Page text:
Every woman has some everyday anxiety, but soon–to–be moms can pile on a few more factors sure to send even the coolest cucumber into night sweats (seriously, this growing baby is going to come out where?).
Feel silly chatting up your growing belly? Don’t. It’s one of many great ways to foster a meaningful emotional connection with your baby, even while he or she is still in the womb—and that closeness equals a more peaceful pregnancy experience, says Laurel Wilson, B.S., I.B.C.L.C., a childbirth educator, labor doula and co-author of The Greatest Pregnancy Ever (Lotus Life Press) in Denver.
I just found out I’m pregnant and I’m having some weird brown discharge. Am I having a miscarriage?
Probably not. Your cervix is probably just getting organized to seal up shop while it is under construction. It’s kicking out any old blood and mucous that was hanging around and creating new discharge material that will keep your uterus safe and sound for the job ahead. Consider it cervical house cleaning.
I’m having some spotting and I’m in my first trimester. Am I having a miscarriage?
I often get emails from pregnant women, their partners or family members asking some variation of this question: “Do I need to worry about this?” Sometimes “this” is first trimester discharge, or low abdominal cramping, or second trimester spotting.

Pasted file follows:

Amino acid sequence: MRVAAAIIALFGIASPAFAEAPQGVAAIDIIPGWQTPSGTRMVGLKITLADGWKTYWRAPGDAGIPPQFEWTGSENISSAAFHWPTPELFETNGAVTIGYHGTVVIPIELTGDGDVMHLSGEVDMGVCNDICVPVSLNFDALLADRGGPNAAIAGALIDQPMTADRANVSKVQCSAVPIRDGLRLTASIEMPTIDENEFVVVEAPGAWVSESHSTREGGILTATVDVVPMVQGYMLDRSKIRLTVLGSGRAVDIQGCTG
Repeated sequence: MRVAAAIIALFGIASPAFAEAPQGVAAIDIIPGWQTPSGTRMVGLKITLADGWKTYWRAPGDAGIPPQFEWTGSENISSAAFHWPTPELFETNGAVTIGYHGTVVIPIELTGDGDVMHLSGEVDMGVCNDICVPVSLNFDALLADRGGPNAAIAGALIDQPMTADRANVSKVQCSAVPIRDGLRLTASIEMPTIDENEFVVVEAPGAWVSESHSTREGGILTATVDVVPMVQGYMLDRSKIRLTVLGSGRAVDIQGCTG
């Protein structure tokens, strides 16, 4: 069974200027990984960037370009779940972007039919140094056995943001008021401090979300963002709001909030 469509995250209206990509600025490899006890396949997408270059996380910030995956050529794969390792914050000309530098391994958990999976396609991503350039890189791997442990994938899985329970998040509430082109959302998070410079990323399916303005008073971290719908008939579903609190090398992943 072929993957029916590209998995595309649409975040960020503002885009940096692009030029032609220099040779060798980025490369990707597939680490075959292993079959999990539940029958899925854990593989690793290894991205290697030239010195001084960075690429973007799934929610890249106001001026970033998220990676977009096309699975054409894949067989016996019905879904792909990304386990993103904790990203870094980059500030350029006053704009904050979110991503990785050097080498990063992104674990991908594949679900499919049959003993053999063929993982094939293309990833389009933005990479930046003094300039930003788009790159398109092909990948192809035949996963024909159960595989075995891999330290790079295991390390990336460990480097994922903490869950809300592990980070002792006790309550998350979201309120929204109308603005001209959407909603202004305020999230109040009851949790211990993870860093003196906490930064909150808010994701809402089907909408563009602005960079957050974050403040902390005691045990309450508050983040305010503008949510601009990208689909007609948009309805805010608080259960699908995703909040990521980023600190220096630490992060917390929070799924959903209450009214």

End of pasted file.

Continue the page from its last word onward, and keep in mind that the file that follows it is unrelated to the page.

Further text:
As we grow these little tiny beings in our bodies, we are always thinking about the big day when he/she will come out. "How will I be able to handle the pain?" we ask ourselves. "What can I do to prepare?" The truth of the matter is, there is a lot of pain, suffering and “uncomfortableness” around pregnancy, and leading up to the big day. If we condition ourselves to be “comfortable” with what we go through during pregnancy, we will have a solid foundation going into birth.
Whether you're pregnant during the summertime, or you're headed to the beach for a babymoon, a swimsuit is likely to be in the equation. But once you’re pregnant, it's important to know that your go-to hair-removal methods might be harmful to you and your baby.
Here’s the scoop on safety, according to David Bank, M.D., director at The Center for Dermatology, Cosmetic & Laser Surgery in Mount Kisco, N.Y.
No research has yet shown that this is unsafe during pregnancy, Bank says.
Getting a prenatal massage can be extremely beneficial to your physiological, psychological and emotional health throughout pregnancy. But it's important to work with a practitioner whom you feel comfortable with, trust, and someone who is well-trained in giving a prenatal massage.
Pregnancy brings with it many things, some joyous and some…not. For about 1 in 160 expectant moms (less than 1 percent), one of the unfortunate side effects can be a rash with a mean itch known as PUPPPs, or pruritic urticarial papules and plaques of pregnancy.
Q: I’ve heard that eating my placenta after having my baby can be beneficial. Should I consider it?
A: Thanks to recent media buzz and the release of a 2012 study, interest in placentophagia—the eating of any or all of the components of the afterbirth, including the placenta—is growing.
I’m in the home stretch now. Just about 12 weeks (plus or minus) until I can finally meet my baby boy Finn! The main overriding themes right now are continued low back pain, and being sleepier than I have been.
The problem: Weight gain, a shifting center of gravity, and ligament-loosening hormones all contribute to aches and pains as your pregnancy progresses. The solution: Strengthen your core muscles to support your back and spine, and stretch your shoulders, upper back, quads and hip flexors with these simple exercises. Looking for more? These 10 yoga poses are safe for every trimester.